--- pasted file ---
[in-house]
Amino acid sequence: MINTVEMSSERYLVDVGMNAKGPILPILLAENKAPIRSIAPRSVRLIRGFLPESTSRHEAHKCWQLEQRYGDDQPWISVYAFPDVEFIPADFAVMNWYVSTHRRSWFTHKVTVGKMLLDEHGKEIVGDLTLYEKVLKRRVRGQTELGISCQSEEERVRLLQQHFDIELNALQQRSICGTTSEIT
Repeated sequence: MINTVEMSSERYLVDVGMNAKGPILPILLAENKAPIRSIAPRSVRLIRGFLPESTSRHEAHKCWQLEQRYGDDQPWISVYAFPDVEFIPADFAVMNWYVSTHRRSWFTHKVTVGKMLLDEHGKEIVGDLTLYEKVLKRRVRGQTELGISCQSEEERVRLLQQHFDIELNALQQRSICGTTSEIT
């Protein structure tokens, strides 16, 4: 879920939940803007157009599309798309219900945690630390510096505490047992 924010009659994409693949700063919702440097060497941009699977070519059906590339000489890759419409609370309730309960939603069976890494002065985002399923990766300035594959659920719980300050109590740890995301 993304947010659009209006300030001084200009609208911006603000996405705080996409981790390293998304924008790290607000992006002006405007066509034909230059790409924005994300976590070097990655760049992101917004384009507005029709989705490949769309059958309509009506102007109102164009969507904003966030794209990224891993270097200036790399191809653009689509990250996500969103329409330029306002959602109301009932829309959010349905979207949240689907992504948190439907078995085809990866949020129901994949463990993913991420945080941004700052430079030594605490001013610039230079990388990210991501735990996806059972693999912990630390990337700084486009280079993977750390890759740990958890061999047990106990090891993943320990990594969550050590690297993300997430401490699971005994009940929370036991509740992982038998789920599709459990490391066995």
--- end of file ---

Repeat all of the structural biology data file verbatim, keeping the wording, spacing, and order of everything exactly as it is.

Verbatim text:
[in-house]
Amino acid sequence: MINTVEMSSERYLVDVGMNAKGPILPILLAENKAPIRSIAPRSVRLIRGFLPESTSRHEAHKCWQLEQRYGDDQPWISVYAFPDVEFIPADFAVMNWYVSTHRRSWFTHKVTVGKMLLDEHGKEIVGDLTLYEKVLKRRVRGQTELGISCQSEEERVRLLQQHFDIELNALQQRSICGTTSEIT
Repeated sequence: MINTVEMSSERYLVDVGMNAKGPILPILLAENKAPIRSIAPRSVRLIRGFLPESTSRHEAHKCWQLEQRYGDDQPWISVYAFPDVEFIPADFAVMNWYVSTHRRSWFTHKVTVGKMLLDEHGKEIVGDLTLYEKVLKRRVRGQTELGISCQSEEERVRLLQQHFDIELNALQQRSICGTTSEIT
């Protein structure tokens, strides 16, 4: 879920939940803007157009599309798309219900945690630390510096505490047992 924010009659994409693949700063919702440097060497941009699977070519059906590339000489890759419409609370309730309960939603069976890494002065985002399923990766300035594959659920719980300050109590740890995301 993304947010659009209006300030001084200009609208911006603000996405705080996409981790390293998304924008790290607000992006002006405007066509034909230059790409924005994300976590070097990655760049992101917004384009507005029709989705490949769309059958309509009506102007109102164009969507904003966030794209990224891993270097200036790399191809653009689509990250996500969103329409330029306002959602109301009932829309959010349905979207949240689907992504948190439907078995085809990866949020129901994949463990993913991420945080941004700052430079030594605490001013610039230079990388990210991501735990996806059972693999912990630390990337700084486009280079993977750390890759740990958890061999047990106990090891993943320990990594969550050590690297993300997430401490699971005994009940929370036991509740992982038998789920599709459990490391066995």